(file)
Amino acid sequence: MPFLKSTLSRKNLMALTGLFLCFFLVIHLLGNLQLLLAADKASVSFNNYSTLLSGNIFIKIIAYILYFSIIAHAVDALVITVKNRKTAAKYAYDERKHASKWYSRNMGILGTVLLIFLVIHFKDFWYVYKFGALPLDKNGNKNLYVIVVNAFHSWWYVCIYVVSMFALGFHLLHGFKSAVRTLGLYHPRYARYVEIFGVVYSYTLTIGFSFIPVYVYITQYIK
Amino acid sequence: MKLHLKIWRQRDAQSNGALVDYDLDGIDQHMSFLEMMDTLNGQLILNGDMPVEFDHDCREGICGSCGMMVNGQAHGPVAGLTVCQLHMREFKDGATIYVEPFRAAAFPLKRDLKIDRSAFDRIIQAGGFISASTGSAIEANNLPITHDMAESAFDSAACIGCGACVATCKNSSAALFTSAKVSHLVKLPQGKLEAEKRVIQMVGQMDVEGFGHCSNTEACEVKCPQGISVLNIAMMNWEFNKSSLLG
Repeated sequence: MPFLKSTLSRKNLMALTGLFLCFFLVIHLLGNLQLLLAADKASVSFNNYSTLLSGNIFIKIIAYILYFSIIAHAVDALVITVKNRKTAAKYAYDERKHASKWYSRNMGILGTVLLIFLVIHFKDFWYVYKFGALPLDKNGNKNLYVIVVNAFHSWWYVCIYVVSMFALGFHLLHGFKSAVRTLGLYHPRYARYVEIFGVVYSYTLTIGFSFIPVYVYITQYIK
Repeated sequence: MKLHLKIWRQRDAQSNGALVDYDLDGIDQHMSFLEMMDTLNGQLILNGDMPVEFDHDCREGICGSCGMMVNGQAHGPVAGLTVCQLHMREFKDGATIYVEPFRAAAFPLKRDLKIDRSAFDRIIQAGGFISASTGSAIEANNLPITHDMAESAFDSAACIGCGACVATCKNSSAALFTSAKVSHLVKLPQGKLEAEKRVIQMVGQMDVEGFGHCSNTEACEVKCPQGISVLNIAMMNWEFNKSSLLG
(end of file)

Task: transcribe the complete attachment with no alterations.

Amino acid sequence: MPFLKSTLSRKNLMALTGLFLCFFLVIHLLGNLQLLLAADKASVSFNNYSTLLSGNIFIKIIAYILYFSIIAHAVDALVITVKNRKTAAKYAYDERKHASKWYSRNMGILGTVLLIFLVIHFKDFWYVYKFGALPLDKNGNKNLYVIVVNAFHSWWYVCIYVVSMFALGFHLLHGFKSAVRTLGLYHPRYARYVEIFGVVYSYTLTIGFSFIPVYVYITQYIK
Amino acid sequence: MKLHLKIWRQRDAQSNGALVDYDLDGIDQHMSFLEMMDTLNGQLILNGDMPVEFDHDCREGICGSCGMMVNGQAHGPVAGLTVCQLHMREFKDGATIYVEPFRAAAFPLKRDLKIDRSAFDRIIQAGGFISASTGSAIEANNLPITHDMAESAFDSAACIGCGACVATCKNSSAALFTSAKVSHLVKLPQGKLEAEKRVIQMVGQMDVEGFGHCSNTEACEVKCPQGISVLNIAMMNWEFNKSSLLG
Repeated sequence: MPFLKSTLSRKNLMALTGLFLCFFLVIHLLGNLQLLLAADKASVSFNNYSTLLSGNIFIKIIAYILYFSIIAHAVDALVITVKNRKTAAKYAYDERKHASKWYSRNMGILGTVLLIFLVIHFKDFWYVYKFGALPLDKNGNKNLYVIVVNAFHSWWYVCIYVVSMFALGFHLLHGFKSAVRTLGLYHPRYARYVEIFGVVYSYTLTIGFSFIPVYVYITQYIK
Repeated sequence: MKLHLKIWRQRDAQSNGALVDYDLDGIDQHMSFLEMMDTLNGQLILNGDMPVEFDHDCREGICGSCGMMVNGQAHGPVAGLTVCQLHMREFKDGATIYVEPFRAAAFPLKRDLKIDRSAFDRIIQAGGFISASTGSAIEANNLPITHDMAESAFDSAACIGCGACVATCKNSSAALFTSAKVSHLVKLPQGKLEAEKRVIQMVGQMDVEGFGHCSNTEACEVKCPQGISVLNIAMMNWEFNKSSLLG